With celebrations of the Verdi Bicentennial in full swing, there have been
many grumblings about the precarious state of Verdi singing in the world’s
major opera houses today.
In the thirty-five years immediately following its American première at the Metropolitan Opera in 1914, Italo Montemezzi’s ‘Tragic Poem in Three Acts’ L’amore dei tre re was performed in New York on sixty-six occasions.
Few operas inspire the kind of competing affection and controversy that have surrounded Mozart’s Così fan tutte almost since its first performance in Vienna in 1790.
During his career in film, opera, and operetta, Richard Tauber (1891 - 1948) enjoyed the sort of global fame that eludes all but the tiniest handful of ‘serious’ singers today.
Known principally for its two concert show-pieces for the leading lady, the success of Francesco Cilea’s Adriana Lecouvreur relies upon finding a soprano willing to take on, and able to pull off, the eponymous role.
06 Feb 2007
CHARPENTIER: Judicium Salomonis, H. 422; Motet pour une longue offrande, H. 434
Neither of these late works (the Judicium Salomonis is from 1702) is new to disc – the former
has two recent recordings, from ten and from twenty years ago, and the latter one, by Herreweghe, released in 1985.
Thus the incentive for the buyer is not simply the chance to hear
unknown repertoire, but must be the innate quality of the performance. And here, surprisingly,
because one would think that Christie would be supremely at home in this repertoire, the disc is
not compelling. In part, this may be because the works themselves sound somewhat bureaucratic,
and indeed they were commissioned to flatter the members of the Parlement, provincial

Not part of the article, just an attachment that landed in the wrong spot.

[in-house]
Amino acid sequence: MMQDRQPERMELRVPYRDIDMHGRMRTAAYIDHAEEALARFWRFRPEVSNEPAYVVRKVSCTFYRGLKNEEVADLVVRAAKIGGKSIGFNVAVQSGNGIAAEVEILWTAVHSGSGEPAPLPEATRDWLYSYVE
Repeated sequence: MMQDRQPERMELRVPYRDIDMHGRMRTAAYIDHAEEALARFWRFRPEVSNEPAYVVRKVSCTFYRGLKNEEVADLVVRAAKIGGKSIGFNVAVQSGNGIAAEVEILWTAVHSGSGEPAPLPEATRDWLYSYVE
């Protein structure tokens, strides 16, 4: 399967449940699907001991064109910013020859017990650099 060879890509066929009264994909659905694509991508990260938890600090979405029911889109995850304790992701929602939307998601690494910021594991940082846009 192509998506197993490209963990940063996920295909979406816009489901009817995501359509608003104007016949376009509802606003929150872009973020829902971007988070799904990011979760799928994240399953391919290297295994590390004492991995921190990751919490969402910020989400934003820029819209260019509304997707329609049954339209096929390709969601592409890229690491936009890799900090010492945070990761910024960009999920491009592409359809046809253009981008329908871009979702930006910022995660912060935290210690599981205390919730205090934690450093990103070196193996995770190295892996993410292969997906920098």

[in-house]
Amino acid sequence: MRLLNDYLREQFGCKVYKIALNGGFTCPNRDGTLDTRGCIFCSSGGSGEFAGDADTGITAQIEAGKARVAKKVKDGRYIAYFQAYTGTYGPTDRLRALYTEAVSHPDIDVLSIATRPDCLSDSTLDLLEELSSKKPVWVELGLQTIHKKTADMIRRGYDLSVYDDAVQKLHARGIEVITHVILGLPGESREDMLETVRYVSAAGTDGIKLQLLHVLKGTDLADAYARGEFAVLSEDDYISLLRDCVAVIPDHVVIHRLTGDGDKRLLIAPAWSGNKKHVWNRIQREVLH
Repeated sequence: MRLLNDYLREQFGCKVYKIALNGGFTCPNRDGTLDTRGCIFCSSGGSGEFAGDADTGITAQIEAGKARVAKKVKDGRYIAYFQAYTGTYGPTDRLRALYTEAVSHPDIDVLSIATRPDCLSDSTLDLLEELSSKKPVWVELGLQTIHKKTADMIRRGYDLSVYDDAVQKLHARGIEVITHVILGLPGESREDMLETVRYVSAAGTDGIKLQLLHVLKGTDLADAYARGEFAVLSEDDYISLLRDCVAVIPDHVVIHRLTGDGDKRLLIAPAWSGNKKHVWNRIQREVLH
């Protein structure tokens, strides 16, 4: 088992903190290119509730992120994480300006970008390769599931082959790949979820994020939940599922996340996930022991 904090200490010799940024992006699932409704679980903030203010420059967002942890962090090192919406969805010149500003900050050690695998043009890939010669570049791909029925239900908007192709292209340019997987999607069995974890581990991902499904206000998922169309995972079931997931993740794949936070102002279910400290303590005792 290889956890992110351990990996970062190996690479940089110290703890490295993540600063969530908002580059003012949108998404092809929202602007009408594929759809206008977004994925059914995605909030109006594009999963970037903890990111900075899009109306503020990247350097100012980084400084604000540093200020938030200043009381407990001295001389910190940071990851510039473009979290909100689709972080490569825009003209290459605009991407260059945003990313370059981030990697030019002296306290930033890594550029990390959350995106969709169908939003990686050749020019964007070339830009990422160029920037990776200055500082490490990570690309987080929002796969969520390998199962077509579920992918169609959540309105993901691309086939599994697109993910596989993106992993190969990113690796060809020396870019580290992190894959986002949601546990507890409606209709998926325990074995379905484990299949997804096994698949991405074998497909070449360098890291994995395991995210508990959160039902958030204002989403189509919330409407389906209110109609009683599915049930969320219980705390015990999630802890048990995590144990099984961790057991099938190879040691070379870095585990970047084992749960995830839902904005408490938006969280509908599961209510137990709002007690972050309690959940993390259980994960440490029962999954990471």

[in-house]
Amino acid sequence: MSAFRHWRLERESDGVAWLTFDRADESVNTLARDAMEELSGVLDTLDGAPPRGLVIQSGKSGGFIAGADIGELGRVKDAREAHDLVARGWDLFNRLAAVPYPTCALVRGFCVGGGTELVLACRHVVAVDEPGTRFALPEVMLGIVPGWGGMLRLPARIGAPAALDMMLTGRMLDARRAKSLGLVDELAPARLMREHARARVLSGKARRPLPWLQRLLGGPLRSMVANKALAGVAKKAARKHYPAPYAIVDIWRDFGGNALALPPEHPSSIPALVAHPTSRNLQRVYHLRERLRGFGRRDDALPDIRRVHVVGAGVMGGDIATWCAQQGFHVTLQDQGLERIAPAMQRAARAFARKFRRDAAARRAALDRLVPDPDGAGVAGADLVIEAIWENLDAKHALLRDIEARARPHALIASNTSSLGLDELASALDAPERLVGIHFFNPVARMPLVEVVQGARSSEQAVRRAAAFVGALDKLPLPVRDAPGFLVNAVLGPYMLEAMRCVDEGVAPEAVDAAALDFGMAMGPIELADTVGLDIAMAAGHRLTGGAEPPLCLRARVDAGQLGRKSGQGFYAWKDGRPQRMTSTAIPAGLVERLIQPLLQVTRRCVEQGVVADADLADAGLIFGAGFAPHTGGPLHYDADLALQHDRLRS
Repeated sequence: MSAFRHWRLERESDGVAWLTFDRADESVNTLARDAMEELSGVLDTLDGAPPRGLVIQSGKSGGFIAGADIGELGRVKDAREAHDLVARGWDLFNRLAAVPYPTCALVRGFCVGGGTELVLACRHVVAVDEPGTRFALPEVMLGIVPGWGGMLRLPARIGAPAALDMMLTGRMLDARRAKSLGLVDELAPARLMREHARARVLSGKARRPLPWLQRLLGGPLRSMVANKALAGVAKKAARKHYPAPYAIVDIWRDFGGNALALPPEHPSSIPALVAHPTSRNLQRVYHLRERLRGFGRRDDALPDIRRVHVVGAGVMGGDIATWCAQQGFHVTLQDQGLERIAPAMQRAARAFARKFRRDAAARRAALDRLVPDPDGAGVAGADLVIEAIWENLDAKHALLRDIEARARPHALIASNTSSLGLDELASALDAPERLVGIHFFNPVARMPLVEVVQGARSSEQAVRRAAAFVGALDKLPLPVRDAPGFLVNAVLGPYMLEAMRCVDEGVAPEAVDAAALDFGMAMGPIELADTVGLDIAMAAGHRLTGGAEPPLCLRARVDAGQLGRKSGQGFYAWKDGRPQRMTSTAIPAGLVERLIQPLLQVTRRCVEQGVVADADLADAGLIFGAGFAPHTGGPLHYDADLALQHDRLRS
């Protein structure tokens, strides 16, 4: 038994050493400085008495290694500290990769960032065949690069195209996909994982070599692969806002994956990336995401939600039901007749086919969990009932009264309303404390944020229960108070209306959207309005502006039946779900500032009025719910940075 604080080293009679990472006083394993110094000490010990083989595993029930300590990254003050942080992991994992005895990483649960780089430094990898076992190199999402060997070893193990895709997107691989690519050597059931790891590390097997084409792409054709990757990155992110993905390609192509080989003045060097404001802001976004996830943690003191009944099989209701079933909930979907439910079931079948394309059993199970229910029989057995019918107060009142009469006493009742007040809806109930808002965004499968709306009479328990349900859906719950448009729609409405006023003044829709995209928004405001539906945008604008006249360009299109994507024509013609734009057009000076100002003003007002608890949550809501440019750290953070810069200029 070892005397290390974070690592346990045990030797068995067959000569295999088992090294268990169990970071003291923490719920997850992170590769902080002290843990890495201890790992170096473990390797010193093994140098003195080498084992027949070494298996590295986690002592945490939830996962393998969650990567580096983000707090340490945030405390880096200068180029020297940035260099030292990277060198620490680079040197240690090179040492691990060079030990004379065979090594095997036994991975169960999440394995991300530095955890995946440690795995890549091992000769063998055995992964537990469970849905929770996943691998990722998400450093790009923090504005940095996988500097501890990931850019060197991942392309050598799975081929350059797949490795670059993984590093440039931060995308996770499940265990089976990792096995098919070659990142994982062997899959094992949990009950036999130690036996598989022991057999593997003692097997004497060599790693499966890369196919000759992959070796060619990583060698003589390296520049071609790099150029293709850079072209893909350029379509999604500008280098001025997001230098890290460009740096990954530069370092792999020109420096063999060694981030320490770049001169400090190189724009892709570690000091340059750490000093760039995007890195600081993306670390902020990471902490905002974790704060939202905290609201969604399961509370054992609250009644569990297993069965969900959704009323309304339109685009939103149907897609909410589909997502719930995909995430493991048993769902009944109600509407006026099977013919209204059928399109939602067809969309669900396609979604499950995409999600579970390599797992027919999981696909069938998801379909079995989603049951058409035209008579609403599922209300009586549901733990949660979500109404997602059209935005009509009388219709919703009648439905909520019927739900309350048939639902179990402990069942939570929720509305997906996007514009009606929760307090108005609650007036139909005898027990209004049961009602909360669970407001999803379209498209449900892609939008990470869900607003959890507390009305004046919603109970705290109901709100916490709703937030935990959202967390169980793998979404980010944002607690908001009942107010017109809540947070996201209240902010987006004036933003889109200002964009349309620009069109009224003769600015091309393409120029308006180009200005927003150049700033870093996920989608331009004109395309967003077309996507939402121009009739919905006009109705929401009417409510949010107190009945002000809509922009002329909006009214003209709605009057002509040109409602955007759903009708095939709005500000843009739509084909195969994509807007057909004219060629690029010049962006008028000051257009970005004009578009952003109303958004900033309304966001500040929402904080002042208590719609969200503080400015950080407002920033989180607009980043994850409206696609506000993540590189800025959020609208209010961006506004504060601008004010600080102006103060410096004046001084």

magistrates, meeting in Paris at the Palais de Justice. The focus in the former is not on the intense
human drama (stolen children are a perennial subject for soap operas, and the prime focus of a
novela in Brazil based on an actual recent case), but on the brilliance of Solomon's solution, and,
by extension, the exalted intellect of the gathered magistrates. And so there is a unexpected
emphasis on the excellent government of the king, the rejoicing of the people, songs of praise
with harps, cymbals, organs, etc. Charpentier makes Solomon an haute-contre, since he must
reserve the bass voice, always the sound of mature and reasonable thought, for God. Paul Agnew seems unwarrantedly emotional as Solomon, with ever-present vibrato which detracts rather than adds to his impact. Christie goes badly wrong in allotting the part of the False Mother to a male haute-contre, something which verges on Monty-Pythonian draggery. Surely if Solomon could
tell that she were bad simply by listening to her sing, he would not have needed his wisdom to
frame a question which would identify the true mother. The motet which fills out the disc has
occasional moments (the orchestral prelude depicting the slings and arrows raining down on the
heads of sinners) but as a whole this long offertory is simply too long, without enough invention
to hold the listener's interest to the end. The sound recording does not help matters, with the solo voices considerably and unnaturally to the front of the orchestra (in the moments when
Charpentier contrasts the winds – flutes and bassoon – with the full string band the flutes are almost inaudible). A disc I wish I could like more.